A common running injury in several sports, excessive stretch of a hamstring results from extensive hip flexion while the knee is extended.[4][8] During sprinting, a hamstring injury may occur from excessive muscle strain during eccentric contraction late in the leg swing phase.[4][8] The overall incidence of a hamstring injury in sports and professional dancers is about two per 1000 hours of performance.[4] In some sports, a hamstring injury occurs at the incidence of 19% of all sports injuries, and results in an average time loss from competition of 24  days.[4]


Tear of the hamstrings muscles at the ischial tuberosity seen on MRI (coronal STIR). The arrowheads indicate the tuber and the retracted tendon stump. Significant bleeding around and into the muscles.
Picture of pulled hamstring showing location of hamstring.

Imaging the hamstring muscles is usually performed with an ultrasound and/or MRI.[9]  The biceps femoris is most commonly injured, followed by semitendinosus. Semimembranosus injury is rare. Imaging is useful in differentiating the grade of strain, especially if the muscle is completely torn.[10] In this setting, the level and degree of retraction can be determined, serving as a useful roadmap prior to any surgery. Those with a hamstring strain of greater than 60mm in length have a greater risk of recurrence.[11]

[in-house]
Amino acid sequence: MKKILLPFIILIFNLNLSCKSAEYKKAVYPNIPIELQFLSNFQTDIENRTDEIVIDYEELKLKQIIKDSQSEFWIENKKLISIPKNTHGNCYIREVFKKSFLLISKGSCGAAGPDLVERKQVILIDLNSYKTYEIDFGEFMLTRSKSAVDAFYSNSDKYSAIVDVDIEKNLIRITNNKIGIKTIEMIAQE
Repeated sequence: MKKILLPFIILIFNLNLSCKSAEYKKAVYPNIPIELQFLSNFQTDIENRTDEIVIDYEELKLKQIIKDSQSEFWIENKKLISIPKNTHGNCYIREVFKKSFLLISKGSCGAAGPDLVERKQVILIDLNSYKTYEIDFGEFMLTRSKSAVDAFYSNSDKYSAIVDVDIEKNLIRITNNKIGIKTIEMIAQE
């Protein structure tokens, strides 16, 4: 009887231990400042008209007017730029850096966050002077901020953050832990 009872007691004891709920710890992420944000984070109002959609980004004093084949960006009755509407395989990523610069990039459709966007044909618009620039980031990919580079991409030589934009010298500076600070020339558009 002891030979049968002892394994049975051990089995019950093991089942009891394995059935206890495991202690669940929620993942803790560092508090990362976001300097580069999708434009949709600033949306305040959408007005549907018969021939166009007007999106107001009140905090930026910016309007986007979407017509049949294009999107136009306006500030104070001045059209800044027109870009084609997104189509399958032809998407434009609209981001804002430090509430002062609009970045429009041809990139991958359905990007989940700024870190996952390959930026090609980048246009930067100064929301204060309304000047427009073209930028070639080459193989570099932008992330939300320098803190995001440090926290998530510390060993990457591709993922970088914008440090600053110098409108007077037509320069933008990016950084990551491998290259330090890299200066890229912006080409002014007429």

Use in surgery

The distal semitendinosus tendon is one of the tendons that can be used in the surgical procedure ACL reconstruction. In this procedure, a piece of it is used to replace the anterior cruciate ligament (ACL). The ACL is one of the four major ligaments in the knee, which also include the posterior cruciate ligament (PCL), medial collateral ligament (MCL), and lateral collateral ligament (LCL).

See also


  1. ^ "University of Glasgow - Schools - School of Life Sciences". www.gla.ac.uk.